EnergiseEurope: How can we make carbon pricing work for decarbonisation
By Zoe Choulika and Eleanor Batilliet, Research Executives at FleishmanHillard Brussels.
On 22 May, FleishmanHillard Brussels held an EnergiseEurope roundtable on “How can we make carbon pricing work for decarbonisation” which addressed different options to accelerate the EU’s emission reduction efforts through carbon pricing.
Overall, members of the panel representing the EU industry, think tanks and the European Commission agreed that the EU Emission Trading System is an undeniably effective tool to decarbonise the economy.
It was however highlighted that additional tools are needed to make sure that the EU transition to a low-carbon economy is managed effectively and by all sectors. Clarity and certainty on the EU’s path to decarbonisation were focused on as a necessity for both the industry and power sector to manage the transition to a low-carbon economy.
It was also stressed that the regulatory framework must not forget to secure and protect energy-intensive industries exposed to global competition without carbon pricing, during the transition.
Some companies are currently using a “shadow carbon price” to take into account the environmental externalities of their investments. This tool is used for infrastructural investment planning as a proxy carbon price, meant to guide decision making and investments with medium and long term consequences towards more environmentally friendly resources.
While already used in the private sector, some participants encouraged this type of instrument to be used at a policy level. Additionally, to implement and direct investment in less emitting energies and sectors, some participants suggested that the EU implements a minimum carbon price in order to have certainty for their long-term investment plans.
Energy-intensive industries are very much dependent on other sectors and the rest of the world to decarbonise. Members of the panel stressed that industry needs to move towards electrification in order to cut its GHG emissions, and for that reason, it is essential that decarbonisation is fully achieved upstream by the power generation sector. Both manufacturing and the energy industry, therefore, need a clear view of the decarbonisation pathways prioritised by the European Union, in order to plan ahead.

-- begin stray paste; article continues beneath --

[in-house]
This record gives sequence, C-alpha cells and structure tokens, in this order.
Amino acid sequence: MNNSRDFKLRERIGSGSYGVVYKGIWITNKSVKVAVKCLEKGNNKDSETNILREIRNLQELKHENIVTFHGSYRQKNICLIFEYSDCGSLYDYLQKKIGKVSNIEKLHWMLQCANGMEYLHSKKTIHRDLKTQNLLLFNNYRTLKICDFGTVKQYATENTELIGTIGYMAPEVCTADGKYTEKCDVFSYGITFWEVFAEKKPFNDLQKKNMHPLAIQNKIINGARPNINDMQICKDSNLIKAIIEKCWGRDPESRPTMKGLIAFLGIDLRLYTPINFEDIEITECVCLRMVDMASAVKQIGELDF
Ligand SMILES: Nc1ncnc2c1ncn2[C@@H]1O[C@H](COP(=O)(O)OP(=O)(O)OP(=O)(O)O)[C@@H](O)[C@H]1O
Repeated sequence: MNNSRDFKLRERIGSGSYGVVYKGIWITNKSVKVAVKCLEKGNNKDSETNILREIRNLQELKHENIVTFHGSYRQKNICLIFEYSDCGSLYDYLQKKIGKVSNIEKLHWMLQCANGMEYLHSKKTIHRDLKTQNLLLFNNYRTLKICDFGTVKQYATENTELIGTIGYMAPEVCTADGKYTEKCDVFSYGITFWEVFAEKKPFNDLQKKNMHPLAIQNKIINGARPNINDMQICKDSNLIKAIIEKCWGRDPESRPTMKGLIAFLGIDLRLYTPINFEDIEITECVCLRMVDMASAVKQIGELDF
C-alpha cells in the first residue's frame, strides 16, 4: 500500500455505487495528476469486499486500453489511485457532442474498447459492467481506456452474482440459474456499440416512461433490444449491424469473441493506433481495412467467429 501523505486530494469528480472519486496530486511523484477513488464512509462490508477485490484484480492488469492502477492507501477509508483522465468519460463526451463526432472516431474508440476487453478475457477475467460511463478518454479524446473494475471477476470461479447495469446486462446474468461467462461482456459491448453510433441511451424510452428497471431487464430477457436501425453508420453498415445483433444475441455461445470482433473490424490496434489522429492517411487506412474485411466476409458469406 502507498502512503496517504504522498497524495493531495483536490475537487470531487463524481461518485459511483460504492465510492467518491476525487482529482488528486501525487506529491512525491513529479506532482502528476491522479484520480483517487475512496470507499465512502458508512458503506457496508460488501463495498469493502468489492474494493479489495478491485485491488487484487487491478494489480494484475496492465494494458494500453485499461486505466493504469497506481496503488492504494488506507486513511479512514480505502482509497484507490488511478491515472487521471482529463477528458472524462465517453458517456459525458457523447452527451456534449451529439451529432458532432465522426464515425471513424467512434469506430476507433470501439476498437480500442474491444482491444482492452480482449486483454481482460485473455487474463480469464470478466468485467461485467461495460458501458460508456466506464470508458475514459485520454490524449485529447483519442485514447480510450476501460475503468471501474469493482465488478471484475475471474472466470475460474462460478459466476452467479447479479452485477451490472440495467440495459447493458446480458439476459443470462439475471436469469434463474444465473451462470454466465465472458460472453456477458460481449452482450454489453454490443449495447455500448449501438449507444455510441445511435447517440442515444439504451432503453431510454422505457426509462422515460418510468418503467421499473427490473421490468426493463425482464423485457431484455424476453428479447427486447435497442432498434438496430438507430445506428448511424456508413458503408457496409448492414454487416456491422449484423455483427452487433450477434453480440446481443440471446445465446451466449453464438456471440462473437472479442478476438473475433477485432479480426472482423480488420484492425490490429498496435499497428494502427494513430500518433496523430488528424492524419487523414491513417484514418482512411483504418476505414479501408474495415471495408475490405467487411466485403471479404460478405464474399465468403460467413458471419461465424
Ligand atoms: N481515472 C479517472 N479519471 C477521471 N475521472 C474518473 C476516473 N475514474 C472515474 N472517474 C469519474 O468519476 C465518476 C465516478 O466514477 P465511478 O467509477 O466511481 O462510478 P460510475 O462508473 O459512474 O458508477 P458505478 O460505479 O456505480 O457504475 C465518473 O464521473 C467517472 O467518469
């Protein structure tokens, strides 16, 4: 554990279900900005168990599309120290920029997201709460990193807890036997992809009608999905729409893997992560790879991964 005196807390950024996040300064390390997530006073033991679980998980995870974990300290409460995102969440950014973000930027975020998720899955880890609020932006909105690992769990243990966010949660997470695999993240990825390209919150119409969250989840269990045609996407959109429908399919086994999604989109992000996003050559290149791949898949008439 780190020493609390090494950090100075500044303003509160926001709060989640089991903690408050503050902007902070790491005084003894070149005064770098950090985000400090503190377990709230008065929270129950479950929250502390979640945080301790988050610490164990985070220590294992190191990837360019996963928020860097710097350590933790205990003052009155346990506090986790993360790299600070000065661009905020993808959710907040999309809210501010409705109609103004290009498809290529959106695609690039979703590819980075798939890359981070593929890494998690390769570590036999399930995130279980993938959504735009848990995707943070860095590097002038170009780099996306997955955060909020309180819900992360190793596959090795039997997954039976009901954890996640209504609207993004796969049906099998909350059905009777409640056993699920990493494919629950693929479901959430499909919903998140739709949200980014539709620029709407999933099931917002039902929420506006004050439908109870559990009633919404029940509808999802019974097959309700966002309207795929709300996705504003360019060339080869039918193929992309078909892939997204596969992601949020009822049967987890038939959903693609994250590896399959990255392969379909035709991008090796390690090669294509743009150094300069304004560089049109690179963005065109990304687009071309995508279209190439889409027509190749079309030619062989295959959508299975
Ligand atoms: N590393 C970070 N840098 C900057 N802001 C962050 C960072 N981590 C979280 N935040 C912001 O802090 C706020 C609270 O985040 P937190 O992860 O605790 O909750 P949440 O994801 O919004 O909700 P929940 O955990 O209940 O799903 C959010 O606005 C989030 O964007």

With a business-as-usual approach, Europe would only reach 60% of its 2050 objectives, therefore participants emphasised the need for additional tools to cut emissions at a faster pace. It would, therefore, be crucial to develop tools to decarbonise overall energy consumption (the power sector only represents 25% of the total energy consumption in the EU).
As such, suggestions included extending carbon pricing to other sectors than the EU ETS sectors such as buildings, heating and transport. It was noted that the power sector has made the largest contribution to emission reduction efforts in the ETS in the past years.
However, while aligning EU energy taxation to climate objectives is a priority for the European Commission, extending carbon pricing to non-ETS sectors was found difficult due to scepticism from the Council, and any change to the competence around taxation seems unlikely due to Member State concerns about losing their veto on taxation.
Some participants argued implementing a carbon tax at the EU level is preferable for the power sector, compared to taking over 27/28 different individual approaches. Whilst recognising the political difficulty of such a measure, participants stressed that the Commission needs to ensure a fair and harmonised treatment in the way carbon is taxed and priced among various sectors because individual taxes from different member states are inconsistent.
There was an overall scepticism in the panel regarding border adjustment mechanisms, with open questions on the method of measurement of the carbon footprint of products produced outside of EU.
Finally, extending carbon pricing at the global level was emphasised as a crucial element for EU energy-intensive industries, as this would create a level playing field. If the EU’s low-carbon economy is not competitive, it cannot expect other regions to follow the same decarbonisation path.
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